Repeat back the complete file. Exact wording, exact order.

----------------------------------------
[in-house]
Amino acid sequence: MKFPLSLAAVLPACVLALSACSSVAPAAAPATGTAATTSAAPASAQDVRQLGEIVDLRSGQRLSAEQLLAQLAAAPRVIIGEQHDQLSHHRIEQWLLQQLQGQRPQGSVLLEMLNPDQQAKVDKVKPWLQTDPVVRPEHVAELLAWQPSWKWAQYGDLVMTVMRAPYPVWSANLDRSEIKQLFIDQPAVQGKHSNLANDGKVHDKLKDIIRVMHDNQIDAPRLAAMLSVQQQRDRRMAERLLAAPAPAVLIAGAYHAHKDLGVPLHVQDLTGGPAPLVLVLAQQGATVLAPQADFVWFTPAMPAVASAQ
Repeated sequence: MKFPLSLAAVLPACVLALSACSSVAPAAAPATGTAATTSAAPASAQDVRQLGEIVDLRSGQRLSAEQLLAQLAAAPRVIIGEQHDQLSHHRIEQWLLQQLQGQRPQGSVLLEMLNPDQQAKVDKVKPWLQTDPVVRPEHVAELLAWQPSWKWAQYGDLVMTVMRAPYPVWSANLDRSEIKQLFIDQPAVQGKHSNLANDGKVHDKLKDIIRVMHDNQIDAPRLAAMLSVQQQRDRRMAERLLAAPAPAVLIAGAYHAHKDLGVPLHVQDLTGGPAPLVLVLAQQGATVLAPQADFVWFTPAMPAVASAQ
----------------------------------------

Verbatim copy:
[in-house]
Amino acid sequence: MKFPLSLAAVLPACVLALSACSSVAPAAAPATGTAATTSAAPASAQDVRQLGEIVDLRSGQRLSAEQLLAQLAAAPRVIIGEQHDQLSHHRIEQWLLQQLQGQRPQGSVLLEMLNPDQQAKVDKVKPWLQTDPVVRPEHVAELLAWQPSWKWAQYGDLVMTVMRAPYPVWSANLDRSEIKQLFIDQPAVQGKHSNLANDGKVHDKLKDIIRVMHDNQIDAPRLAAMLSVQQQRDRRMAERLLAAPAPAVLIAGAYHAHKDLGVPLHVQDLTGGPAPLVLVLAQQGATVLAPQADFVWFTPAMPAVASAQ
Repeated sequence: MKFPLSLAAVLPACVLALSACSSVAPAAAPATGTAATTSAAPASAQDVRQLGEIVDLRSGQRLSAEQLLAQLAAAPRVIIGEQHDQLSHHRIEQWLLQQLQGQRPQGSVLLEMLNPDQQAKVDKVKPWLQTDPVVRPEHVAELLAWQPSWKWAQYGDLVMTVMRAPYPVWSANLDRSEIKQLFIDQPAVQGKHSNLANDGKVHDKLKDIIRVMHDNQIDAPRLAAMLSVQQQRDRRMAERLLAAPAPAVLIAGAYHAHKDLGVPLHVQDLTGGPAPLVLVLAQQGATVLAPQADFVWFTPAMPAVASAQ